DeVore married Vernon Mitchell, publisher of The Columbus Times (Columbus, Georgia), in 1968. They divorced in 1969, and he passed away in 1972. After his death, she took over as publisher and brought the paper under the Ophelia DeVore Associates umbrella. The newspaper, still published by the family, is the only DeVore Associates business that remains in operation. DeVore-Mitchell died in 2014.

Ophelia DeVore-Mitchell (1922-2014), African American model and business woman, was born in Edgefield, South Carolina, on August 12, 1922. Her parents were John Walter DeVore, who was of German and French descent, and Mary Emma Strother, of Native American and African American heritage. In 1933, DeVore-Mitchell's parents sent her to New York, New York, to live with her aunt and complete her education. She graduated from Hunter College High School (New York, New York) and attended New York University.

DeVore-Mitchell began modeling in 1938 at the age of 16 and worked primarily for Ebony magazine. In 1941 she married Harold Carter, with whom she had five children before divorcing in 1966. In 1946, she and four friends co-founded Grace del Marco Models, a modeling and talent agency, which represented such notable figures as Diahann Carroll, Richard Roundtree, Cicely Tyson, and Helen Williams. The agency sought to encourage media to portray African-Americans in non-stereotypical ways. She opened a charm school in 1948 and offered courses on elocution, movement, and presentation. Eventually, she founded Ophelia DeVore Associates, under which she ran the school and modeling agency, developed a cosmetics line, produced the first beauty pageant for African American women, and served as a consultant in sales and marketing for companies targeting minority communities.

DeVore married Vernon Mitchell, publisher of The Columbus Times (Columbus, Georgia), in 1968. They divorced in 1969, and he passed away in 1972. After his death, she took over as publisher and brought the paper under the Ophelia DeVore Associates umbrella. The newspaper, still published by the family, is the only DeVore Associates business that remains in operation. DeVore-Mitchell died in 2014.

Scope and Content Note

The collection consists of the papers of Ophelia DeVore-Mitchell from 1937-2010, including correspondence, personal papers, and the records of Ophelia DeVore Associates and its subsidiaries: The Columbus Times, Grace del Marco Models, the ODV Performing Company, Ophelia DeVore Cosmetics, The Ophelia DeVore Show, and the Ophelia DeVore School. Correspondence is both personal and professional and includes invitations, award letters, greeting cards, and business correspondence relating to Ophelia DeVore Associates. Personal papers contain DeVore-Mitchell's awards and certificates, identification and membership cards, passports, financial records, legal records, and medical records. The records of Ophelia DeVore Associates consist of administrative records, such as memoranda, agendas and minutes, and financial records, and promotional material, such as event programs and fliers for products and services. The records document the company's major functions and initiatives, such as charm school courses, model bookings, beauty pageants, and cosmetic sales. The records also document the work and contributions of staff members and leaders within the organization: James D. Carter, Carol Gertjegerdes, Camille Petty Dee Simmons, and Jacqueline Wellington. There is no significant documentation in the collection about DeVore-Mitchell's most famous clients. There are additional records of DeVore-Mitchell's involvement with other professional and political organizations, such as the National Newspaper Publishers Association; the National Black Republican Council; the New York Black Republican Council; and Top Ladies of Distinction, a service and educational organization of African American women. The collection includes numerous photographs and a significant amount of audiovisual material, particularly recordings of The Ophelia DeVore Show; various courses offered by the DeVore School; staff meetings and training; pageants; and meetings of the National Newspaper Publishers Association.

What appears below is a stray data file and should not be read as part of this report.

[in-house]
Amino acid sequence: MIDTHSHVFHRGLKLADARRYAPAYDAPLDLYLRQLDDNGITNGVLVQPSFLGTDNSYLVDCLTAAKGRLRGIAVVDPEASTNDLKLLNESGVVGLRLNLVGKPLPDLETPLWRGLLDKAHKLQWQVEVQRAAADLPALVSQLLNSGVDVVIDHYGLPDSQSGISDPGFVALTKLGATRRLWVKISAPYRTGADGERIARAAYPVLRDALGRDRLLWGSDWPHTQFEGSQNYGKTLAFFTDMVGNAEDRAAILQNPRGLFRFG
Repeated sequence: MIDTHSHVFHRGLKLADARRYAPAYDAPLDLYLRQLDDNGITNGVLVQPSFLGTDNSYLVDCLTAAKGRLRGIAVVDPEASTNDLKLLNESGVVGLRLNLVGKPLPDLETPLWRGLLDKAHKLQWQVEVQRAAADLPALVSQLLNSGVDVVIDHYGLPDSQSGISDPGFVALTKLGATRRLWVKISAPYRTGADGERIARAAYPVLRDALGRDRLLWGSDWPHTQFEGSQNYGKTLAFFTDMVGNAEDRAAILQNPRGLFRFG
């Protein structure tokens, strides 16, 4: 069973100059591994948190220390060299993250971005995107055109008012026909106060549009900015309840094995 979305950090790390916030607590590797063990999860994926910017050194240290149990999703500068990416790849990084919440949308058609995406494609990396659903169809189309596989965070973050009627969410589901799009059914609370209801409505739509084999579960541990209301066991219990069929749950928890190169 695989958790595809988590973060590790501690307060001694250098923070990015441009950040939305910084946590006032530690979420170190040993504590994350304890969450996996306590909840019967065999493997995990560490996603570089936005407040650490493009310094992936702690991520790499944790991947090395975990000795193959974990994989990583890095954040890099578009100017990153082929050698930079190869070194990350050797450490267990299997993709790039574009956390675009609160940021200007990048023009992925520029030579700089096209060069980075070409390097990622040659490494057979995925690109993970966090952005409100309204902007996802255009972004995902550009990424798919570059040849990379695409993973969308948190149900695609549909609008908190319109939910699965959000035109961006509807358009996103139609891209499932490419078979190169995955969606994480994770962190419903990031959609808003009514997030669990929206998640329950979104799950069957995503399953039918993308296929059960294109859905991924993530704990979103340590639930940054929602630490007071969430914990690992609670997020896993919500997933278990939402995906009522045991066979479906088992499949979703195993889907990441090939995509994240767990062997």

The documents in Series 1: Binders overlap significantly with documents in Series 2: Files. Subject matter and original function of the documents are often the same but, over time, were kept in different filing systems by DeVore-Mitchell. The binders were created by DeVore-Mitchell. It is not clear if she ever intended to eventually put the documents that remained in file folders into binders or if she created the binders specifically to highlight material she felt was particularly important.

Arrangement Note

Organized into two series: (1) Binders, (2) Files


Selected Search Terms

Corporate Names

Topical Terms

Form/Genre Terms


Description of Series